An amazingly well-preserved head of an ancient wolf has been identified. A Russian man named Pavel Efimov was out for a walk last summer when he came across a startling sight. Along the shore of the Tirekhtyakh River in Siberia’s Yakutia, he spotted a huge severed animal head. On closer inspection, it looked like it could be a wolf–with a full head of hair. Its long sharp teeth were intact, making the beast look as if it were still snarling.
The scientists that Efimov carried the head to ran many tests and have just concluded that it was indeed a wolf and estimated the animal was about 40,000 years old. The head alone measured a whopping 16 inches in length. And, yes, the brain was intact.
“This is a unique discovery of the first-ever remains of a fully grown Pleistocene wolf with its tissue preserved,” paleontologist Albert Protopopov from the Republic of Sakha Academy of Sciences told The Siberian Times. “We will be comparing it to modern-day wolves to understand how the species has evolved and to reconstruct its appearance.”
Still snarling after 40,000 years, a giant Pleistocene wolf discovered in Yakutia.
Sensational find of head of the beast with its brain intact, preserved since prehistoric times in permafrost.https://t.co/w4FoRB16Ur pic.twitter.com/8QbthEfay1
— The Siberian Times (@siberian_times) June 8, 2019
It is believed that the wolf head was for thousands of years preserved in permafrost in the Yakutia region, which has the lowest temperatures in the Northern Hemisphere. The predator has a thick “mammoth-like” coat and fangs larger than that of any wolves in Siberia today.
No one has any idea why the wolf’s head was severed. “But scientists say it is unlikely to have been the trophy of a hunter because early man only started to arrive in this part of northern Russia around 32,500 years ago,” according to the Mirror. The scientific analysis concluded that the wolf was fully grown and between 2 and 4 years old when it died.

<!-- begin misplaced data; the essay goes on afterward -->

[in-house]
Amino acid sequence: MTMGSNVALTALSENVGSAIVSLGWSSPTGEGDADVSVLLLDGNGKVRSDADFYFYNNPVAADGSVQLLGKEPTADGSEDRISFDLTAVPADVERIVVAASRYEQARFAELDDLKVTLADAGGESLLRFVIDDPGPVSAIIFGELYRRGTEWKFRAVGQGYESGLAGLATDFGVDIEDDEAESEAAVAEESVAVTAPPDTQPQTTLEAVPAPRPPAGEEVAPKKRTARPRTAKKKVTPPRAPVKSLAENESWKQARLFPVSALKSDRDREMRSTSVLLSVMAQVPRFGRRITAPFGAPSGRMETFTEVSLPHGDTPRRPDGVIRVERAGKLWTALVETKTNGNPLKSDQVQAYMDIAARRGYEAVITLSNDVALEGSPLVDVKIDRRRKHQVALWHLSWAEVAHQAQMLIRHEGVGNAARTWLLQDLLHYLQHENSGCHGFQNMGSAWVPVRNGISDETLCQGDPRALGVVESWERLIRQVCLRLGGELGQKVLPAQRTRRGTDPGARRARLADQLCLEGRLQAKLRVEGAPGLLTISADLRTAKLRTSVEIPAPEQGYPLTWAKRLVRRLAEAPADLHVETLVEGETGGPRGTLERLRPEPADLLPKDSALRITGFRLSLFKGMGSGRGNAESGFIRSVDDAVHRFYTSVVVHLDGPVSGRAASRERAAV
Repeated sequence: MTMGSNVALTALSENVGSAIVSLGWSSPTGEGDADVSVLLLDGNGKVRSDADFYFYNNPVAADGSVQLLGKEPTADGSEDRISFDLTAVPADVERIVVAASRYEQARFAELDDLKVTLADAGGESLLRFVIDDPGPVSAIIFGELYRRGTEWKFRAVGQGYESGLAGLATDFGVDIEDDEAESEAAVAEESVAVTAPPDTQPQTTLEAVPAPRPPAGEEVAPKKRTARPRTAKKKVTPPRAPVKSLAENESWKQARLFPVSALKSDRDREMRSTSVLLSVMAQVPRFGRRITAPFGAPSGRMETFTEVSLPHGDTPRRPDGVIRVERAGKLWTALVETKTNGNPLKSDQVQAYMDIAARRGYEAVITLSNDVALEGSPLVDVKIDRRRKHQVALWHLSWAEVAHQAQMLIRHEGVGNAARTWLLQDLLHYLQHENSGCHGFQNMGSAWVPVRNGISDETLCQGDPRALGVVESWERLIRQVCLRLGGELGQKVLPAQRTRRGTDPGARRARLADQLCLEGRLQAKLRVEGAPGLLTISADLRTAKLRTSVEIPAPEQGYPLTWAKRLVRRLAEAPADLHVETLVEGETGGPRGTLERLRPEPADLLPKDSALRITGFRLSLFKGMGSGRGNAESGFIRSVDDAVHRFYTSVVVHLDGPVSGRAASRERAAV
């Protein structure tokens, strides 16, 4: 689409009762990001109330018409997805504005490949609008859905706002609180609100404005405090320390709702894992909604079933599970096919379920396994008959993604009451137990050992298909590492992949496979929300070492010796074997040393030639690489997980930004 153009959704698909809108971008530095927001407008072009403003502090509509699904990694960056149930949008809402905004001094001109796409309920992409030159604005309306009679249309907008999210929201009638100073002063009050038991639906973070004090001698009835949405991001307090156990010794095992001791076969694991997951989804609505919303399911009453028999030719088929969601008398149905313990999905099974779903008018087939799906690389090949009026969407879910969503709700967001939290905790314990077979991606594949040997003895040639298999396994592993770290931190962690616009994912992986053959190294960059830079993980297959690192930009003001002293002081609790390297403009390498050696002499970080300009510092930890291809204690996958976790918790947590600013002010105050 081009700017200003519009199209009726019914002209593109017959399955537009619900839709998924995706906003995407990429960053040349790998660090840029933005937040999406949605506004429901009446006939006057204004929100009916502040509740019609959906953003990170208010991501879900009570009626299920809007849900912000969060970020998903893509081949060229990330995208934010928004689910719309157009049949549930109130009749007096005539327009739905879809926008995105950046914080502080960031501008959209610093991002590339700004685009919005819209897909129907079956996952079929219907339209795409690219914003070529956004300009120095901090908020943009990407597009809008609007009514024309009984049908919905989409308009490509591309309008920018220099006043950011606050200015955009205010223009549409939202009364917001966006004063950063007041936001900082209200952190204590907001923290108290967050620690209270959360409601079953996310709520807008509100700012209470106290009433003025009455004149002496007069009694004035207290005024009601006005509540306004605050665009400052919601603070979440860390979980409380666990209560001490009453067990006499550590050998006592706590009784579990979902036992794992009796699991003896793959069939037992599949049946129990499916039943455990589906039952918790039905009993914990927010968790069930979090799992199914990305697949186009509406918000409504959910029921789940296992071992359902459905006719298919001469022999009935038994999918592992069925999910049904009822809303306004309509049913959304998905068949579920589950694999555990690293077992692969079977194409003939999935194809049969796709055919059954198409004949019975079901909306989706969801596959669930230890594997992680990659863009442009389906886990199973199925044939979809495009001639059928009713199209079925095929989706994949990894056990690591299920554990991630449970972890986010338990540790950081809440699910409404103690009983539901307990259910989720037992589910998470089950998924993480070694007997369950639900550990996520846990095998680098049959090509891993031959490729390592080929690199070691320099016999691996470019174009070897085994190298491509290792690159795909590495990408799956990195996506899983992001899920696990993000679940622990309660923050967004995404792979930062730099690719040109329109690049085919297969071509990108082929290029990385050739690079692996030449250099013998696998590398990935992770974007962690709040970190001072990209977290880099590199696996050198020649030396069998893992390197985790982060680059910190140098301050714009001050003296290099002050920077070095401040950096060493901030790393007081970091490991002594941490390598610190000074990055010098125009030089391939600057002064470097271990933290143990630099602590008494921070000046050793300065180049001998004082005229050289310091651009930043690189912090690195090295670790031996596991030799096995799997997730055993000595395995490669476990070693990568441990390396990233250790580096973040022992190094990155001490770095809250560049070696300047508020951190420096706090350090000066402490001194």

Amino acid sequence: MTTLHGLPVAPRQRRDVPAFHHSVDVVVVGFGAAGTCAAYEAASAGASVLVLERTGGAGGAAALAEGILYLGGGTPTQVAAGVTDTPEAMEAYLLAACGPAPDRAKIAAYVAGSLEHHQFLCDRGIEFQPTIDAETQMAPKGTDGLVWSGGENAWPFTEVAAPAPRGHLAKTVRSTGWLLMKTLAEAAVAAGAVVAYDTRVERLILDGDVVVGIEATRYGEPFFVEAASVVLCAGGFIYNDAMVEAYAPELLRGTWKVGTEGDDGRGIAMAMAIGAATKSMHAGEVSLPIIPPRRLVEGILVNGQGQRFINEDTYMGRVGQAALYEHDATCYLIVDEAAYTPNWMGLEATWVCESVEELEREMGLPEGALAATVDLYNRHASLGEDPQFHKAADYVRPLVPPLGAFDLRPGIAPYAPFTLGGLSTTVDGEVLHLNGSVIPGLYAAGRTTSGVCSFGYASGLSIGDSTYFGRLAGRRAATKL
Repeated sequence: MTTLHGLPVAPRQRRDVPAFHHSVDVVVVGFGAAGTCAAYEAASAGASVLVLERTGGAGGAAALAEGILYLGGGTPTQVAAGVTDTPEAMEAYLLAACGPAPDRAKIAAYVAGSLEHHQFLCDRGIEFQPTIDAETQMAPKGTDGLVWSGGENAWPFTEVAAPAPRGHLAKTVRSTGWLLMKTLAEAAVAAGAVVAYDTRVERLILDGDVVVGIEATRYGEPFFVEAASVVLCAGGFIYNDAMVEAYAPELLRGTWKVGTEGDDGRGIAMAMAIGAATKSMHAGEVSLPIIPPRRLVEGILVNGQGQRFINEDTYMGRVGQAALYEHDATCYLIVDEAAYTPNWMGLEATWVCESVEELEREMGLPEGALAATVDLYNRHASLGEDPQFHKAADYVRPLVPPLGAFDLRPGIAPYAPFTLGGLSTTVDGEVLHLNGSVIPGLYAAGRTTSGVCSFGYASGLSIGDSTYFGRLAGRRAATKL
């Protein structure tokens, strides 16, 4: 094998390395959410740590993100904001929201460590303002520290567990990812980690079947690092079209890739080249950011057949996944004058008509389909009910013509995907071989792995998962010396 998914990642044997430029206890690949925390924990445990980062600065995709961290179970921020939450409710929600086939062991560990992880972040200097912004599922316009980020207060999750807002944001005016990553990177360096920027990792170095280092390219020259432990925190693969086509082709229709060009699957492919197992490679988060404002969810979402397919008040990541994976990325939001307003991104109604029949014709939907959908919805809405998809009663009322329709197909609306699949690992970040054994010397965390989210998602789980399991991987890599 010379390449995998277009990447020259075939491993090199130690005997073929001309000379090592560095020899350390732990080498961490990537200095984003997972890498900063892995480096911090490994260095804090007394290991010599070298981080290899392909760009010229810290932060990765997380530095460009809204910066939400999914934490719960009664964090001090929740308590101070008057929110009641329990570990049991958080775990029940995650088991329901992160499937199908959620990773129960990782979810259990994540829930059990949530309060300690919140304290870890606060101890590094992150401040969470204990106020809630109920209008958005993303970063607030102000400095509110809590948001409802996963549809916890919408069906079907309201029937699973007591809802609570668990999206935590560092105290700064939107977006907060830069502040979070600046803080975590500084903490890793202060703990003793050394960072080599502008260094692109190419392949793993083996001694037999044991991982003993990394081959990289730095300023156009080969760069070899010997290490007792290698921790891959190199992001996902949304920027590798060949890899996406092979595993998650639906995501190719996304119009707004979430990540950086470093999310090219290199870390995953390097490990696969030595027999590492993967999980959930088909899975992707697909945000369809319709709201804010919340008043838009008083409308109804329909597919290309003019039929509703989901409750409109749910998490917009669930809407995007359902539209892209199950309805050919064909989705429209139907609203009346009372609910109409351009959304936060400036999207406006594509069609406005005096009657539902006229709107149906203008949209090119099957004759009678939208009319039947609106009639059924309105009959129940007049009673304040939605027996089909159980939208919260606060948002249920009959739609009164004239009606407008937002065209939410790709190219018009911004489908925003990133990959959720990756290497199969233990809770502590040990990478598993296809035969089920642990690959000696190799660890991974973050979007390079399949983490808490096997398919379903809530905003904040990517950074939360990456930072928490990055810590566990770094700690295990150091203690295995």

A 40,000-year-old severed wolf’s head, preserved by permafrost complete with teeth and fur, has been discovered in eastern Siberia https://t.co/fg6r8gPNDf
— CNN (@CNN) June 12, 2019
Scientists at the Swedish Museum of Natural History will examine the DNA from the wolf head and compare its genetics to modern wolves, The Siberian Times reported. This work will include using tomographic techniques to non-invasively see inside the skull.
The wolf head went on display in Tokyo as part of an exhibition on woolly mammoths and other frozen creatures. “Alongside the wolf, the scientists presented an immaculately-well preserved cave lion cub,” said The Siberian Times. “Their muscles, organs, and brains are in good condition,’ said Naoki Suzuki, a professor of paleontology and medicine with the Jikei University School of Medicine in Tokyo, who studied the remains with a CT scanner. “We want to assess their physical capabilities and ecology by comparing them with the lions and wolves of today.”
According to Protopopov, finding wolf skulls in thawing Siberian permafrost isn’t uncommon, but they’re rarely on the same level as this massive predator. “Several puppies have already been found,” Protopopov told the Interfax News Agency. “The uniqueness of this find is that we found the head of an adult wolf with perfectly preserved soft tissues and brain.”
Giant wolfs are known to have walked the earth during the Pleistocene era, which spanned a time period between 1.8 million and 10,000 years ago and also marked an era of global cooling. Much of our world’s land masses were covered by glaciers and permafrost layers.
An assortment of very large mammals existed then. Not since the age of dinosaurs 65 million years before had so many animals of such great size and strength roamed. Besides wolfs, there were bison, wild horses, giant ground sloths, mammoths, giant short-faced bears, saber-tooth cats, and woolly rhinoceros.
Nancy Bilyeau, a former staff editor at Entertainment Weekly, Rolling Stone, and InStyle, has written a trilogy of historical thrillers for Touchstone Books. Her new book, The Blue, is a spy story set in the 18th-century porcelain world. For more information, go to www.nancybilyeau.com